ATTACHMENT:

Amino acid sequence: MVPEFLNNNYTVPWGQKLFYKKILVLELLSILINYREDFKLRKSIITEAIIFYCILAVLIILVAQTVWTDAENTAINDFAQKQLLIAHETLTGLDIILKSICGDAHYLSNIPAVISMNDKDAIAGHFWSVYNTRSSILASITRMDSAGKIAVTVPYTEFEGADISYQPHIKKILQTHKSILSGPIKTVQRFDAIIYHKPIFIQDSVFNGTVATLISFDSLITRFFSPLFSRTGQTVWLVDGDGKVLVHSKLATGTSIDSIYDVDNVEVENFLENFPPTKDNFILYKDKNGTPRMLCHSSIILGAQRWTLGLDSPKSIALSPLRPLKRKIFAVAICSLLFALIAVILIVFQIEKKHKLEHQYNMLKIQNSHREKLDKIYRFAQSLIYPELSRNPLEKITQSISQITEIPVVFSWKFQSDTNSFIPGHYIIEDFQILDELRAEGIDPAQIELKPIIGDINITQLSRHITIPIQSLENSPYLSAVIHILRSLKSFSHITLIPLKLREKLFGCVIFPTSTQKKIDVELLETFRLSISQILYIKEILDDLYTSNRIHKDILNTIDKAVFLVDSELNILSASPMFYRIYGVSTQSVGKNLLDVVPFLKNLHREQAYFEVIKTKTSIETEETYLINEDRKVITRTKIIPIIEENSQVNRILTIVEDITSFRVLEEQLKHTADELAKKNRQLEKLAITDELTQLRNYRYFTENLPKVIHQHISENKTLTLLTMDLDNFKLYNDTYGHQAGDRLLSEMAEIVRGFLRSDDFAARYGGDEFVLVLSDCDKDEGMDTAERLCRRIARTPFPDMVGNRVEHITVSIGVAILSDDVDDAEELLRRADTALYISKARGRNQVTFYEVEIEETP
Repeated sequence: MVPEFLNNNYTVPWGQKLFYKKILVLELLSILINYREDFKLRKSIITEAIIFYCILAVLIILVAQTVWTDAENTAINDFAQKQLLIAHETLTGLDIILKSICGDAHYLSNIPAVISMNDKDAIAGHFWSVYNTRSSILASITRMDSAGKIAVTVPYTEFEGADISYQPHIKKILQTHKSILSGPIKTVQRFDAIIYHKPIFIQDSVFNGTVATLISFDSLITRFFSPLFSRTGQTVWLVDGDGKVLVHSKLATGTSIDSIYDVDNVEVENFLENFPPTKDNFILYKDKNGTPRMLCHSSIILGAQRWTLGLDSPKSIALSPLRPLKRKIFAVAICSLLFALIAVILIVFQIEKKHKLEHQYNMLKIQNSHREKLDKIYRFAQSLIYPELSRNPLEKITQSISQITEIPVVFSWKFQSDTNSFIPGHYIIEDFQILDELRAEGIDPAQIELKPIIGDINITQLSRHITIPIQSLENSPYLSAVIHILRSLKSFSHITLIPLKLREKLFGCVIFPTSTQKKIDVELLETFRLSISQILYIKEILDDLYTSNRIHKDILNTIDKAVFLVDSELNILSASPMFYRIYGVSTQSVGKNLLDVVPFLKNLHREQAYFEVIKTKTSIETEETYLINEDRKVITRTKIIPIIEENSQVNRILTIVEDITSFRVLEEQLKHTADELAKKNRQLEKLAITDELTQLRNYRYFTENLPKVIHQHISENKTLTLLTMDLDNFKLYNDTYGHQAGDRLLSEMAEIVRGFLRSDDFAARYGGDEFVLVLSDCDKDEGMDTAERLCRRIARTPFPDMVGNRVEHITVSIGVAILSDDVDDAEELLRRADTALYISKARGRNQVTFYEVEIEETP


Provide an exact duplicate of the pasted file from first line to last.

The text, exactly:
Amino acid sequence: MVPEFLNNNYTVPWGQKLFYKKILVLELLSILINYREDFKLRKSIITEAIIFYCILAVLIILVAQTVWTDAENTAINDFAQKQLLIAHETLTGLDIILKSICGDAHYLSNIPAVISMNDKDAIAGHFWSVYNTRSSILASITRMDSAGKIAVTVPYTEFEGADISYQPHIKKILQTHKSILSGPIKTVQRFDAIIYHKPIFIQDSVFNGTVATLISFDSLITRFFSPLFSRTGQTVWLVDGDGKVLVHSKLATGTSIDSIYDVDNVEVENFLENFPPTKDNFILYKDKNGTPRMLCHSSIILGAQRWTLGLDSPKSIALSPLRPLKRKIFAVAICSLLFALIAVILIVFQIEKKHKLEHQYNMLKIQNSHREKLDKIYRFAQSLIYPELSRNPLEKITQSISQITEIPVVFSWKFQSDTNSFIPGHYIIEDFQILDELRAEGIDPAQIELKPIIGDINITQLSRHITIPIQSLENSPYLSAVIHILRSLKSFSHITLIPLKLREKLFGCVIFPTSTQKKIDVELLETFRLSISQILYIKEILDDLYTSNRIHKDILNTIDKAVFLVDSELNILSASPMFYRIYGVSTQSVGKNLLDVVPFLKNLHREQAYFEVIKTKTSIETEETYLINEDRKVITRTKIIPIIEENSQVNRILTIVEDITSFRVLEEQLKHTADELAKKNRQLEKLAITDELTQLRNYRYFTENLPKVIHQHISENKTLTLLTMDLDNFKLYNDTYGHQAGDRLLSEMAEIVRGFLRSDDFAARYGGDEFVLVLSDCDKDEGMDTAERLCRRIARTPFPDMVGNRVEHITVSIGVAILSDDVDDAEELLRRADTALYISKARGRNQVTFYEVEIEETP
Repeated sequence: MVPEFLNNNYTVPWGQKLFYKKILVLELLSILINYREDFKLRKSIITEAIIFYCILAVLIILVAQTVWTDAENTAINDFAQKQLLIAHETLTGLDIILKSICGDAHYLSNIPAVISMNDKDAIAGHFWSVYNTRSSILASITRMDSAGKIAVTVPYTEFEGADISYQPHIKKILQTHKSILSGPIKTVQRFDAIIYHKPIFIQDSVFNGTVATLISFDSLITRFFSPLFSRTGQTVWLVDGDGKVLVHSKLATGTSIDSIYDVDNVEVENFLENFPPTKDNFILYKDKNGTPRMLCHSSIILGAQRWTLGLDSPKSIALSPLRPLKRKIFAVAICSLLFALIAVILIVFQIEKKHKLEHQYNMLKIQNSHREKLDKIYRFAQSLIYPELSRNPLEKITQSISQITEIPVVFSWKFQSDTNSFIPGHYIIEDFQILDELRAEGIDPAQIELKPIIGDINITQLSRHITIPIQSLENSPYLSAVIHILRSLKSFSHITLIPLKLREKLFGCVIFPTSTQKKIDVELLETFRLSISQILYIKEILDDLYTSNRIHKDILNTIDKAVFLVDSELNILSASPMFYRIYGVSTQSVGKNLLDVVPFLKNLHREQAYFEVIKTKTSIETEETYLINEDRKVITRTKIIPIIEENSQVNRILTIVEDITSFRVLEEQLKHTADELAKKNRQLEKLAITDELTQLRNYRYFTENLPKVIHQHISENKTLTLLTMDLDNFKLYNDTYGHQAGDRLLSEMAEIVRGFLRSDDFAARYGGDEFVLVLSDCDKDEGMDTAERLCRRIARTPFPDMVGNRVEHITVSIGVAILSDDVDDAEELLRRADTALYISKARGRNQVTFYEVEIEETP